Self-harm is sometimes known as self-injury and describes a wide range of things people do to themselves to harm their body. Often people who self-harm do not want to die, however many experience suicidal thoughts at times.
Other harmful actions like smoking, excessive drinking, driving dangerously, using substances like glue or taking drugs are not usually seen as self-harm in this sense. Eating disorders may be thought by some to be a form of self-harm but are not the focus of this section.
For some, self-harm can continue over many months or years without becoming dangerous, but sometimes it can result in death or permanent injury even if the person themselves does not necessarily intend this. Self-harm needs to be taken seriously, but it is important to respond to it in a calm and helpful way.
Although people rarely talk about self-harm it is relatively common, little understood and can be very distressing.
Why do people self-harm?
The underlying reasons why someone might self-harm are often complex. People may find it difficult to explain why they self-harm and those around them often find it hard to understand. The reasons people self-harm varies widely from person to person and sometimes from one time to the next.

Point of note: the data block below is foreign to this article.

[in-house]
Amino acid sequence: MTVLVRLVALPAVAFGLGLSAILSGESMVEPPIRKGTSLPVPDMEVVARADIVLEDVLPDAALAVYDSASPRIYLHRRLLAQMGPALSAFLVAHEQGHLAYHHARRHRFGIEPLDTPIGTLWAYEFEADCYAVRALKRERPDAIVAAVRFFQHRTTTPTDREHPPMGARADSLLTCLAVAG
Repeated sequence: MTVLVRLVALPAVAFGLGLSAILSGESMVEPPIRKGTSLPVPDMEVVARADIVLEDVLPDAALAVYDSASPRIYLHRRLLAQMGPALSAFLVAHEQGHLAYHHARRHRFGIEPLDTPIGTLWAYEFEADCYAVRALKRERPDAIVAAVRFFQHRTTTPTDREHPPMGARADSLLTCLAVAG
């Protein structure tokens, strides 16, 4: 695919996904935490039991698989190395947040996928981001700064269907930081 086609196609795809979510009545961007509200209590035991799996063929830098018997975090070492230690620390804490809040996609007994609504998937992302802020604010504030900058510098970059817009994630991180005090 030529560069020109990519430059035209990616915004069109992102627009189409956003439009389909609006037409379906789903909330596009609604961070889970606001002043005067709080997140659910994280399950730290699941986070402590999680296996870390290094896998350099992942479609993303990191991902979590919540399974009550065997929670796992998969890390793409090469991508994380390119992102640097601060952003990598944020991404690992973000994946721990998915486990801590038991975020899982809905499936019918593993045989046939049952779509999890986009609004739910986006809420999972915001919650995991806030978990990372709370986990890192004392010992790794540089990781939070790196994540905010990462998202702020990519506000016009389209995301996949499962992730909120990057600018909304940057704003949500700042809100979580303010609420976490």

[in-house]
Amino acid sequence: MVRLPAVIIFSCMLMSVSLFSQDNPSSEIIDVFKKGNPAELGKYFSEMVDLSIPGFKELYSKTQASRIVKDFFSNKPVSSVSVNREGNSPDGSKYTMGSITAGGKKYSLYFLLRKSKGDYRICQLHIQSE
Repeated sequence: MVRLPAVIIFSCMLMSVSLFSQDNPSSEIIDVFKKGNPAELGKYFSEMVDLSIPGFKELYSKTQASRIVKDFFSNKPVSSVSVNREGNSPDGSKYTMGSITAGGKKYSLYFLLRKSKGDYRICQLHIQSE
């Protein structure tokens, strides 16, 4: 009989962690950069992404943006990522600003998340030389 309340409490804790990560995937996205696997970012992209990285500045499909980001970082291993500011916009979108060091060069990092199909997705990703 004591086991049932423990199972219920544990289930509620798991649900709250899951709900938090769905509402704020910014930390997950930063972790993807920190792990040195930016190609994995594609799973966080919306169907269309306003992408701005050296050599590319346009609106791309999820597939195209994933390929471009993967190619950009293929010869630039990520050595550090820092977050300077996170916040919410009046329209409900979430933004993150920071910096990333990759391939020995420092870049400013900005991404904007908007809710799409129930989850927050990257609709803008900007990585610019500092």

Sometimes self-harm is used as a way of coping with difficult feelings or experiences. This may include anxiety, depression, bullying, being abused or family breakdown but can involve many other problems that people face in their everyday lives. Other reasons commonly described include:
- to relieve tension, pressure or anger
- to feel something – to know you still exist
- to feel in control
- to get a buzz
- to express, escape or stop bad feelings
- to punish yourself because you feel you are ‘bad’
- to let people know how bad things are
- to get people to listen to you.
How other people react to self-harm
Sometimes people who self-harm are accused of attention seeking. They can also be considered a threat to others. This is not usually the case but can lead to unhelpful attitudes and responses from other people. Above all, people who self-harm need understanding, and their families and friends need support.
Knowing someone is self-harming and not being able to stop them can be very distressing. If it is someone close to you, you may feel angry, confused, frightened, worried and helpless. Sometimes this may cause you to react in unhelpful ways.